EC to announce waste regs Nov. 17; EU H1 scrap exports soar 49.3%

The European Commission’s updated European Waste Shipment Regulation – which could affect ferrous and non-ferrous scrap trade – should be announced Nov. 17, a Commission spokesperson said Nov. 4.

However, nothing can yet be shared on its content, the spokesperson told S&P Global Platts in an email. The EU’s Waste Shipment Regulation has been in force since 2006, and has been updated various times, and has again been under review with industry collaborators since 2020.

Publication of the revised regulation will follow months of speculation on the possibility that the EC will restrict regional exports of both ferrous and non-ferrous scrap in order to secure local supplies of materials considered key in the metals industry’s decarbonization process and establishment of the circular economy, particularly in view of a recent surge in ferrous scrap export levels. Scrap-based production typically uses a fraction of the energy used in production using virgin materials.

Any blanket export scrap ban, particularly for ferrous scrap, is considered highly unlikely, due to the high volumes of ferrous scrap generated within the EU, particularly in heavy melting scrap, which wouldn’t be fully absorbed by the domestic EU market.

According to data released Nov. 4 by Brussels-based International Recycling Assn BIR, the EU’s ferrous scrap exports in the first half of the year soared to 11.24 million mt, up 49.3% year on year, maintaining the EU’s position as the world’s top steel scrap exporter despite Brexit – the UK is also a significant exporter of ferrous scrap. Market observers note some concern over what might happen in the revision to higher Fe-yield ferrous scrap grades like shredded, bonus and plate and structural, but usually EU steel mills already pay a premium over what recyclers can achieve in the export market.

Fears of trade distortions

However, any export restrictions risk distorting traditional scrap trade flows as they could push up international market prices at the same time as reducing regional prices within the EU, which might discourage regional scrap collection, industry sources have said. In recent months, prices for regional ferrous scrap exports to Turkey, the world’s biggest ferrous scrap importer, soared to record levels exceeding $500/mt on supply chain disruptions and growing demand from Turkey’s growing electric arc furnace-based steelmaking sector. Ferrous scrap demand is set to grow worldwide in the coming years as steelmakers strive to expand production via EAFs, whose production is less carbon-intensive than from blast furnaces, which use coal and iron ore as raw materials.

Market sources have nonetheless indicated that Turkey, in its role as the largest ferrous scrap importer globally, is unlikely to be affected by the current EU revision. Non-OECD countries, possibly including India and Pakistan, are more likely to be affected, sources have said.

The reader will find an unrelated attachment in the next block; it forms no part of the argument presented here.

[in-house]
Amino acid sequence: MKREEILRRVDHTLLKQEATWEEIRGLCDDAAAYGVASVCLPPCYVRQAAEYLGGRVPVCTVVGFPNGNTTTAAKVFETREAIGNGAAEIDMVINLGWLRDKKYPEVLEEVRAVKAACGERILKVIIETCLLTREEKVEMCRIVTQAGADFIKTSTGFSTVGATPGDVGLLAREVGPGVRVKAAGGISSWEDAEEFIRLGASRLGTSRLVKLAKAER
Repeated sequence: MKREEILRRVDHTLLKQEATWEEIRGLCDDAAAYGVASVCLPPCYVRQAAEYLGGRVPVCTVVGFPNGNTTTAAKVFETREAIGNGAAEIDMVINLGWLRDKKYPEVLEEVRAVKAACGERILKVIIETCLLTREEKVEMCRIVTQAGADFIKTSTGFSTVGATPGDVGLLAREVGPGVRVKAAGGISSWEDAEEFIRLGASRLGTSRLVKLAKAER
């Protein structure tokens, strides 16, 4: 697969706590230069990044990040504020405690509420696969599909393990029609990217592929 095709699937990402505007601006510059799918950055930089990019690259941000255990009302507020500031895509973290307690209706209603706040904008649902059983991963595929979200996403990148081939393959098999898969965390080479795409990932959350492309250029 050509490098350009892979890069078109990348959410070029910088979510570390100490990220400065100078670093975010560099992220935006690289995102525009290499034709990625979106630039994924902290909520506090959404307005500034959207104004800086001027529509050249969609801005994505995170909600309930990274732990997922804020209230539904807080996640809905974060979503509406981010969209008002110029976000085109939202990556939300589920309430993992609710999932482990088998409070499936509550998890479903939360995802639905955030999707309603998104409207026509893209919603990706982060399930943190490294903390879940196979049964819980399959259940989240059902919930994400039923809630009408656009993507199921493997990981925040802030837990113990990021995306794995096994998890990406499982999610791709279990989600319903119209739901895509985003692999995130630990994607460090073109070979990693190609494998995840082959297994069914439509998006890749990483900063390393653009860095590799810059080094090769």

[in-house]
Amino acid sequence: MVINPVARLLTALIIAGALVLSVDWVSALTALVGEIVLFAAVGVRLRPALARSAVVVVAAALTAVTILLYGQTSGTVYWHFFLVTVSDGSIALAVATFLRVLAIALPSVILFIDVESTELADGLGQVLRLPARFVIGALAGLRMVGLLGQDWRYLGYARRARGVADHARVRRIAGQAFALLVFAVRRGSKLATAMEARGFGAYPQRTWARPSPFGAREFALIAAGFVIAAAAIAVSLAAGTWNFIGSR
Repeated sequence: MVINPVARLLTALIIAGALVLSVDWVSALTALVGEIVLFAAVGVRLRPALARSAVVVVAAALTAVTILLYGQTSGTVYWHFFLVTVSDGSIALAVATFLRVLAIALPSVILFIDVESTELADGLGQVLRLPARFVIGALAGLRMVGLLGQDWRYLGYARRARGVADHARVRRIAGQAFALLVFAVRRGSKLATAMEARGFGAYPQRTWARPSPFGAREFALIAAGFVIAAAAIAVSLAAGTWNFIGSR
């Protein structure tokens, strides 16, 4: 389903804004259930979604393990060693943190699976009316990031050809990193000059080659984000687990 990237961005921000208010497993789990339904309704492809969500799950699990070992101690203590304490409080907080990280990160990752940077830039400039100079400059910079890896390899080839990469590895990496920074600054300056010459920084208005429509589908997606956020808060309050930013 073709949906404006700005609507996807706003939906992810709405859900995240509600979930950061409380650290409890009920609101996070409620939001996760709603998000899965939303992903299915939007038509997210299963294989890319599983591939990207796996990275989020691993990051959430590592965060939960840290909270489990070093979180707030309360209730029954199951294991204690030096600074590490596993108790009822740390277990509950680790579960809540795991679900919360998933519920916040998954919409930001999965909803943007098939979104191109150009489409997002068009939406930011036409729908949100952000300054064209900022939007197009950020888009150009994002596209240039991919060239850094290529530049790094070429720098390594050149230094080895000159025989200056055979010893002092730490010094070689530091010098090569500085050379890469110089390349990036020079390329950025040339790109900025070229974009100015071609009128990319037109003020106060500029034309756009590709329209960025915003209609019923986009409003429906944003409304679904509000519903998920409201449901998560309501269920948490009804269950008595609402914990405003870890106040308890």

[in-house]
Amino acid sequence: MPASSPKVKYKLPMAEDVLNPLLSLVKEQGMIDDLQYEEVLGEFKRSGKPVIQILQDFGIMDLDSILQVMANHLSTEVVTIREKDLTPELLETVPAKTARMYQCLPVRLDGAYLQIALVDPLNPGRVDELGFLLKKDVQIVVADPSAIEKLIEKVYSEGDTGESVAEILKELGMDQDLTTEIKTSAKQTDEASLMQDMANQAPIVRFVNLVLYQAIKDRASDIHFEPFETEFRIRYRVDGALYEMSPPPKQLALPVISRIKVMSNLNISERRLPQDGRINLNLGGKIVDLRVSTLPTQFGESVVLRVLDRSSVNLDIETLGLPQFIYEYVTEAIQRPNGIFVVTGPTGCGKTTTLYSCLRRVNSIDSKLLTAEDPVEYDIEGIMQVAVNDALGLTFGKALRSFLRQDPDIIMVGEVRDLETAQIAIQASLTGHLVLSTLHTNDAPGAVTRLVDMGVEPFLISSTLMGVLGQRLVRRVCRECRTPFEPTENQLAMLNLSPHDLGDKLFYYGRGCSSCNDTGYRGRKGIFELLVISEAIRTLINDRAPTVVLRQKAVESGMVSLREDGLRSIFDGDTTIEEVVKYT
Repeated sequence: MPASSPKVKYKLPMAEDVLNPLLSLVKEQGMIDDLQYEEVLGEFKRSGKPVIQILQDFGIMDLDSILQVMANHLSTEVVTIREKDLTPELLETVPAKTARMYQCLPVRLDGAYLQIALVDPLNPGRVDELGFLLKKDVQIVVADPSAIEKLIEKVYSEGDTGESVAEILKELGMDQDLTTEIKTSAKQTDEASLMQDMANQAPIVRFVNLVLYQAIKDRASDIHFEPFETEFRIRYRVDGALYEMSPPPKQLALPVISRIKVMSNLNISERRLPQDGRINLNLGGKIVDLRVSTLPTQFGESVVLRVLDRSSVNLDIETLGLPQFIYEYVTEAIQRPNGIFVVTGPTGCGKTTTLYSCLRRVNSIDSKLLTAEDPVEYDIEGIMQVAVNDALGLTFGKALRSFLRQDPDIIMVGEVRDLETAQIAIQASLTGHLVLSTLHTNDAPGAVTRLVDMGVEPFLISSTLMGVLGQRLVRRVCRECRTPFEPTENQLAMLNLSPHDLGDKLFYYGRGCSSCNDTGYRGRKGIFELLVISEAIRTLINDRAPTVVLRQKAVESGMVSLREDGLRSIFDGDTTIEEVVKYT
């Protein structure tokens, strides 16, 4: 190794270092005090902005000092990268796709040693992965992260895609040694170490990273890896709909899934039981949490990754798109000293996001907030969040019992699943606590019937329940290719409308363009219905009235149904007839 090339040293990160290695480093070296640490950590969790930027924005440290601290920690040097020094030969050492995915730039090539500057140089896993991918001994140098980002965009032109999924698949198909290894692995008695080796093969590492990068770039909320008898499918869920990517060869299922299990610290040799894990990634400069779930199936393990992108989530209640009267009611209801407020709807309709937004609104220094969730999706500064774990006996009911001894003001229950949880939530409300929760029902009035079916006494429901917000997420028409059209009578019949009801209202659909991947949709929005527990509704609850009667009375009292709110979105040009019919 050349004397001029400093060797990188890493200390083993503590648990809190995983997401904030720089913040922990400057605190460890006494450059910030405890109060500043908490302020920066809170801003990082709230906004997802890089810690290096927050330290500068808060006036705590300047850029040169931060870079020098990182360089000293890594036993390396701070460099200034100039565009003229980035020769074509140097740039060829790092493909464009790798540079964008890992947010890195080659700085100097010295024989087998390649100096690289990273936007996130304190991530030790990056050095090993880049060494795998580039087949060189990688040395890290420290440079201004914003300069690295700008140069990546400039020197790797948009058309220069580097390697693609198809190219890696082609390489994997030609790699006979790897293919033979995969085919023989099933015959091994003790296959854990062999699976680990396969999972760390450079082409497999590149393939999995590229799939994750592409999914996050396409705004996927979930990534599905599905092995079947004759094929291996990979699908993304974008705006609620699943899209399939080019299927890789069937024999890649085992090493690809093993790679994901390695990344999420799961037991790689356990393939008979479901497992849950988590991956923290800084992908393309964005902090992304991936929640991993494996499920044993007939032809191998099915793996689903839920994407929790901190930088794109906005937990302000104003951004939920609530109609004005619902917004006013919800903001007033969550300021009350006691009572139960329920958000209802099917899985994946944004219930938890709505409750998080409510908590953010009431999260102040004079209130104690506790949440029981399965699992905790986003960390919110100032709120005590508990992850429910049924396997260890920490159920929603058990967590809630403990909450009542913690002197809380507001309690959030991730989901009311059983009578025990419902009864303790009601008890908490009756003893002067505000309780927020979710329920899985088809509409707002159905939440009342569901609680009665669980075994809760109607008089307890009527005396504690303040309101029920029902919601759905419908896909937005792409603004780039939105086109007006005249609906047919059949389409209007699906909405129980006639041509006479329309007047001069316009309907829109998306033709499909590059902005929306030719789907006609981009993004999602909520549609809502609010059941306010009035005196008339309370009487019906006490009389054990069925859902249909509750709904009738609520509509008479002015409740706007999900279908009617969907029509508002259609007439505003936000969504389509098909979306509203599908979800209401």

Turkey’s overseas steel scrap purchases in the first half of the year leapt 33.2% year on year to 12.87 million mt, BIR said.

Platts assessed Turkish imports of premium heavy melting scrap 1/2 (80:20) Nov. 4 at $500/mt CFR, up $5/mt on the day.

Around 630 million mt of steel scrap is recycled worldwide every year, preventing nearly 950 million mt of CO2 emissions and making “a decisive contribution to climate protection”, BIR Ferrous Division’s Statistics Advisor Rolf Willeke was cited as saying in BIR’s Nov. 4 statement. Adding in scrap usage within the foundry sector, annual CO2 emission savings are seen to amount to over 1 billion mt.

Willeke highlighted a 47.1% year-on-year surge in China’s steel scrap consumption to as much as 137.95 million mt in the first six months of 2021. According to the BIR official, this reflects the objective announced in China’s latest Five-Year Plan to reduce CO2 emissions in crude steel production through increased steel scrap usage.


Possible curbs by the EC on regional exports of non-ferrous metal scrap could reduce international metal recycling rates, running counter to circular economy principles, according to speakers at BIR’s non-ferrous metals division forum this week. Traditional importers of scrap could go short of metal supplies and be obliged to source more primary metal to meet their requirements as a result, BIR officers said.

BIR sources indicated the EC revision of waste export is based on environmental and not trade considerations, with the aim of curb exporting scrap to countries that don’t meet the same environmental standards as EU countries.

— Diana Kinch and Viral Shah